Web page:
Living Together

The Biology of Animal Parasitism

  • William Trager

Table of contents

  1. Front Matter
    Pages i-viii
  2. William Trager
    Pages 1-27
  3. William Trager
    Pages 29-39
  4. William Trager
    Pages 71-79
  5. William Trager
    Pages 81-95
  6. William Trager
    Pages 97-107
  7. William Trager
    Pages 109-119
  8. William Trager
    Pages 147-169
  9. William Trager
    Pages 171-184
  10. William Trager
    Pages 185-199
  11. William Trager
    Pages 201-208
  12. William Trager
    Pages 227-237
  13. William Trager
    Pages 239-246
  14. William Trager
    Pages 247-252

About this book

Introduction

William Trager has been an avid student of parasites for over 50 years at the Rockefeller University. Around the turn of this century, parasitology enjoyed a certain vogue, inspired by colonial responsibilities of the technically ad­ vanced countries, and by the exciting etiological and therapeutic discoveries of Ross, Manson, Ehrlich, and others. For some decades, the Western hemi­ sphere's interest in animal parasites has been eclipsed by concern for bacteria and viruses as agents of transmissible disease. Only very recently, initiatives like the Tropical Disease Research programs of WHO-World Bank-UNDP, and the Great Neglected Disease networks of the Rockefeller and MacArthur Foundations have begun to compensate for the neglect of these problems by United States federal health research agencies. Throughout that period, how­ ever, the Rockefeller Institute (later University) has given high priority to the challenges of parasitism, corresponding during a formidable period with Dr. Trager's own career. The present work then, is a distillation of the insight collected by our principal doyen of parasite biology, informed but by no means confined to his own research. It is addressed to the reader of broad biological interest and training, not to the specialist. The disarmingly unpretentious style makes the work readily accessible to college undergraduates or even to gifted high school students; but do not be deceived thereby, as it has an enormous range of factual information and theoretical insight, familiar to few, but potentially important to most biologists.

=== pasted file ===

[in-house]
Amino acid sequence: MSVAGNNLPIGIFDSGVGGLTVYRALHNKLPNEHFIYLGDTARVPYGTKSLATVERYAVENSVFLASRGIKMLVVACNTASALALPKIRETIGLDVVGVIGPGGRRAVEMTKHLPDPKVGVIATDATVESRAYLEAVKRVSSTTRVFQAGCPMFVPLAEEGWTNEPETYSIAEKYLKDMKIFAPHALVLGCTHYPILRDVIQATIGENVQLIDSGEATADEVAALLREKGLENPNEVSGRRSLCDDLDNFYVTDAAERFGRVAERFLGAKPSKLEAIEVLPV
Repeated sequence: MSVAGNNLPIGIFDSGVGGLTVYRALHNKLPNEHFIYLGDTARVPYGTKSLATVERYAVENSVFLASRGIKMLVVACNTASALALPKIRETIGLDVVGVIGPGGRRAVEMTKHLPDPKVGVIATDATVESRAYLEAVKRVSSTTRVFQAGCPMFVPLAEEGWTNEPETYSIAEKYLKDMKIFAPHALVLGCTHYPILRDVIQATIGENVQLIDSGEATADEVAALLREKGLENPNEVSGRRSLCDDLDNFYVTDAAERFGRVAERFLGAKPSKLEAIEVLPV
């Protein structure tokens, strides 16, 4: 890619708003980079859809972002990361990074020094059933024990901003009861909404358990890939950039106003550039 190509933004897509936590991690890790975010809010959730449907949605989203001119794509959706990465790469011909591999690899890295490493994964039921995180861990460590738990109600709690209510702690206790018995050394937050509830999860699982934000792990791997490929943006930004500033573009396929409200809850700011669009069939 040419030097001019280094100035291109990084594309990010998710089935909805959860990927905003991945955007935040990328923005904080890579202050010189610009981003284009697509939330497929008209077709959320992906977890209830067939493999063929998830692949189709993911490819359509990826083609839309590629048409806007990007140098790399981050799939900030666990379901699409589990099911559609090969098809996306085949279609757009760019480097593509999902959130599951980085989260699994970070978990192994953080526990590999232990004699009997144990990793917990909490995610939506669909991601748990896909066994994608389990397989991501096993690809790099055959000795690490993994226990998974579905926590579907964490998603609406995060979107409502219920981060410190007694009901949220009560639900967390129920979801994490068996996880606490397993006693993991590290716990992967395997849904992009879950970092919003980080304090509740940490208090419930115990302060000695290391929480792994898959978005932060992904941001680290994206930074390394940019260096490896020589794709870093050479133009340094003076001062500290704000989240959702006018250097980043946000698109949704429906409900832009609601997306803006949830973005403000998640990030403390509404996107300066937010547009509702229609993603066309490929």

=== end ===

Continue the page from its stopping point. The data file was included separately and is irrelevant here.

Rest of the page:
Keywords

Malaria Pathogene Protozoa antigen biology ecology genetics infection invertebrates metabolism nutrition parasite parasites parasitology virus

Authors and affiliations

  • William Trager
    • 1
  1. 1.The Rockefeller UniversityNew YorkUSA

Bibliographic information

  • DOI https://doi.org/10.1007/978-1-4615-9465-9
  • Copyright Information Springer-Verlag US 1986
  • Publisher Name Springer, Boston, MA
  • eBook Packages Springer Book Archive
  • Print ISBN 978-1-4615-9467-3
  • Online ISBN 978-1-4615-9465-9
  • About this book